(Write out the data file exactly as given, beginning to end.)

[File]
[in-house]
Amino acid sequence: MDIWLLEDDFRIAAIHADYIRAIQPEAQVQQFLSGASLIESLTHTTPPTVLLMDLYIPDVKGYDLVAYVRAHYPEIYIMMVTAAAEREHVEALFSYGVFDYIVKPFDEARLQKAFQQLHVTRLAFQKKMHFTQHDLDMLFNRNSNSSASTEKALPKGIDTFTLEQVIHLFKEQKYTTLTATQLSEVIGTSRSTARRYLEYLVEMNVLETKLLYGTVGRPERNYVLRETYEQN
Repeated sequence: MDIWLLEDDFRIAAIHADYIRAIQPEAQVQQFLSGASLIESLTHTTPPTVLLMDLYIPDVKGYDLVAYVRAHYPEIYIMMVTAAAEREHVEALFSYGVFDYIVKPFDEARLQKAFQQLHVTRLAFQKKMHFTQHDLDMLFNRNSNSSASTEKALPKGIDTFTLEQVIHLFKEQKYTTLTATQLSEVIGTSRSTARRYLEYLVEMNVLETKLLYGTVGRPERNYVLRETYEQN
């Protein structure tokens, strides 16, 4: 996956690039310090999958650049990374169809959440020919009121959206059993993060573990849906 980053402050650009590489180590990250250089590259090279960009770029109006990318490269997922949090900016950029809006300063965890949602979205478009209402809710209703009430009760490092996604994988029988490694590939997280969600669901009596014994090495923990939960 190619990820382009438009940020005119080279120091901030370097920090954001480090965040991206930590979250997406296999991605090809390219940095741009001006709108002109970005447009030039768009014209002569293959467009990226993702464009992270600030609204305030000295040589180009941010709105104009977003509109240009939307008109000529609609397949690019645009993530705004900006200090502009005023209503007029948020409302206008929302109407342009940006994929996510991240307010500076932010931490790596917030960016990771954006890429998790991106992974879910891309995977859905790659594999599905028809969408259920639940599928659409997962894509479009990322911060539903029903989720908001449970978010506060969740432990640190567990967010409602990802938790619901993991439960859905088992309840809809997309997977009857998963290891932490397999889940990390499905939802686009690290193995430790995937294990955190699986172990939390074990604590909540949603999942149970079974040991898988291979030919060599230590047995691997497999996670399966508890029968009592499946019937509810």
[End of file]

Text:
[in-house]
Amino acid sequence: MDIWLLEDDFRIAAIHADYIRAIQPEAQVQQFLSGASLIESLTHTTPPTVLLMDLYIPDVKGYDLVAYVRAHYPEIYIMMVTAAAEREHVEALFSYGVFDYIVKPFDEARLQKAFQQLHVTRLAFQKKMHFTQHDLDMLFNRNSNSSASTEKALPKGIDTFTLEQVIHLFKEQKYTTLTATQLSEVIGTSRSTARRYLEYLVEMNVLETKLLYGTVGRPERNYVLRETYEQN
Repeated sequence: MDIWLLEDDFRIAAIHADYIRAIQPEAQVQQFLSGASLIESLTHTTPPTVLLMDLYIPDVKGYDLVAYVRAHYPEIYIMMVTAAAEREHVEALFSYGVFDYIVKPFDEARLQKAFQQLHVTRLAFQKKMHFTQHDLDMLFNRNSNSSASTEKALPKGIDTFTLEQVIHLFKEQKYTTLTATQLSEVIGTSRSTARRYLEYLVEMNVLETKLLYGTVGRPERNYVLRETYEQN
């Protein structure tokens, strides 16, 4: 996956690039310090999958650049990374169809959440020919009121959206059993993060573990849906 980053402050650009590489180590990250250089590259090279960009770029109006990318490269997922949090900016950029809006300063965890949602979205478009209402809710209703009430009760490092996604994988029988490694590939997280969600669901009596014994090495923990939960 190619990820382009438009940020005119080279120091901030370097920090954001480090965040991206930590979250997406296999991605090809390219940095741009001006709108002109970005447009030039768009014209002569293959467009990226993702464009992270600030609204305030000295040589180009941010709105104009977003509109240009939307008109000529609609397949690019645009993530705004900006200090502009005023209503007029948020409302206008929302109407342009940006994929996510991240307010500076932010931490790596917030960016990771954006890429998790991106992974879910891309995977859905790659594999599905028809969408259920639940599928659409997962894509479009990322911060539903029903989720908001449970978010506060969740432990640190567990967010409602990802938790619901993991439960859905088992309840809809997309997977009857998963290891932490397999889940990390499905939802686009690290193995430790995937294990955190699986172990939390074990604590909540949603999942149970079974040991898988291979030919060599230590047995691997497999996670399966508890029968009592499946019937509810």